Talking to the Big Bear

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Talking to the Bg Bear

Outside at night
admiring the seven stars of the Dipper as it floats over her house
she asks
how do you stay together in your constellation
and not drift apart, leave each other, find new stars to align with?

The Dipper answers:

Bear sings to crow
crow talks to others.

Seeds ride the butterfly’s wings
Butterflies flap their wings and worlds collide
Stars move around the galaxy
but never leave home.
There is a sun in everyone’s life –
a mooring to oppose the random
flight of wild freedom.

Evolving through plankton, amoeba, dinosaurs,
bears, lobsters, butterflies, mountains and trees
you own their DNA and you know them.
Through them you are anchored to earth
and through earth to the universe.

There is no family if not these tribes
of nomads,
these clans of non-relations,
an expanding, elaborate
lineage of dissimilars
that hold the bloodline for all of us.

And you are part of a dynasty and royal house,
knotted together by interlacing
webs and snarls of lacework,
fastened to the destiny of the universe,
like the stars of the bear that sail over your house.

© photo and poem caf

A Mother Tree

You attended my first breath,
I sat by you for your last
and everything in between
was how we were
in the world together.

How I miss you now.
I think I see your feet sticking
of my jeans, but it’s only me
wearing your shoes.

In the forest
a Mother Tree …
her spirit flies
as her sapling cries.

©poem and photo by caf

Moon Flower

full moon

Moon Flower

I sat under the flower as she grew upon a vine of stars
in the night sky
her glistening white stamens
and yellow pistils
nestled among pink, purple, yellow and white softness of bloom.

Fragile
and calm in her unfolding
she offered her light to the world,
shyly, then boldly
then fully.

This blossom of the night
begins as a seed in darkness
and grows to full splendor under the sun,
a  morning glory blooming at midnight in winter,
whispers hope of spring.

©photo and poem by caf

She is not Gone, i said

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The Poet

Someone said the poet is dead
she was old and sick and died

But, I said, I went out
and saw her in the forest
among the trees.

No, they said,
she passed away
it’s in all the papers.

But that cannot be, I replied.
I saw her in the meadow
admiring the grasshoppers
and feeding them sugar water.

You’re wrong, they insisted.
She is no longer here.

She is not dead, I retorted
I heard her this morning
she wakened early and went to fly with the geese

Can you not hear her calling to the world
how we all belong
and live forever?

She is not gone while we remember to notice the fields
and the swans on the black river,
while we wake early to sing to the day.

She is not gone.

© poem and photo by caf

A Morning Blessing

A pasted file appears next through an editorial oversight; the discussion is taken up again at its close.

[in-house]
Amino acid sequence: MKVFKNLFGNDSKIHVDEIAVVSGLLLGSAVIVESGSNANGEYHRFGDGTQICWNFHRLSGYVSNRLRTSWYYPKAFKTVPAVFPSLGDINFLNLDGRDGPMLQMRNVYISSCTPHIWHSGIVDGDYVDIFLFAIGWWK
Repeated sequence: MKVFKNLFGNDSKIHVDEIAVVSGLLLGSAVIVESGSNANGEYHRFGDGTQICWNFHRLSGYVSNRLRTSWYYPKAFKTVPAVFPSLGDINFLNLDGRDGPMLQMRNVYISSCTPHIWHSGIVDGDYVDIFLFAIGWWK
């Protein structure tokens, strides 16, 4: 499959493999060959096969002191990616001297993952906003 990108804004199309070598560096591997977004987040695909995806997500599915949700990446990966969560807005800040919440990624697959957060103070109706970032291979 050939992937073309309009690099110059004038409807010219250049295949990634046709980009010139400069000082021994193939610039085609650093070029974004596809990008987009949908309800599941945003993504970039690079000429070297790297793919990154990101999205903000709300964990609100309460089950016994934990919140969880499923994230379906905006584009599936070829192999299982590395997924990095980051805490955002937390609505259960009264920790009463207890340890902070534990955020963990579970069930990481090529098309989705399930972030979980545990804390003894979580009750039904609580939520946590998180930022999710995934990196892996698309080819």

P1090624A Morning Blessing

In morning sunlight
in early winter
when hills are browning,
with mindful breath she breathes the wind
with sacred song she woos the waters
and begs the trees and the Spirit within

bless the beasts, she whispers
the possums, porcupines, woodchucks,
the birds and bugs and worms,
bears and bobcats
gorillas and fish,
and also, humans.

Bless the plants
who in winter store holy life
in their roots
and bring it forth as
new growth in the spring.

May all beings live their lives
free from turmoil
may the Earth be always blessed
Amen.

©photo and poem by caf

Her Hands

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Her Hands

Her hands are red, chapped, cold
big fingers, short nails.
She’s been hanging clothes on the line
in coldest winter again.

The sheets come in dried and frozen
stiff, fresh and breezy.
When they warm
everyone wants them on their bed.

Her hands are red, peeling, hot
big fingers, short nails.
She’s been rinsing the dishes
in boiling water again.

She’s stacked the foggy plates
into the dish drainer
where they dry instantly,
no germ stands a chance of survival.

Later, she takes up her crocheting
chapped, raw hands, no longer red
big fingers, short nails.
How delicately she maneuvers the threads.

Her wedding band wore through long ago
from too much floor scrubbing her daughter said.
A delicate diamond would look silly on
those wide fingers that never saw a manicure.

Hands that plant purple petunias, pull weeds
big fingers, short nails dirty and torn.
She scrubs them clean until they’re red.
They smooth my hair and say I love you.

© photo and poem caf

Death of a Hummingbird

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The Hummingbird’s Death

The hummingbird on the stone walk
outside my door
lay so still

I picked him up tentatively
thinking he was dreaming
but his eyes remained closed
and my eyes found tears.

What happened to you?
I whispered to his softness…
No answer

I buried him in my garden
near some sage
and placed a stone
to mark the spot.

By way of eulogy
I wished him joyous flight
and offered prayers of awe
that in my hand
I had held Magic wrapped in feathers.

©photo and poem by caf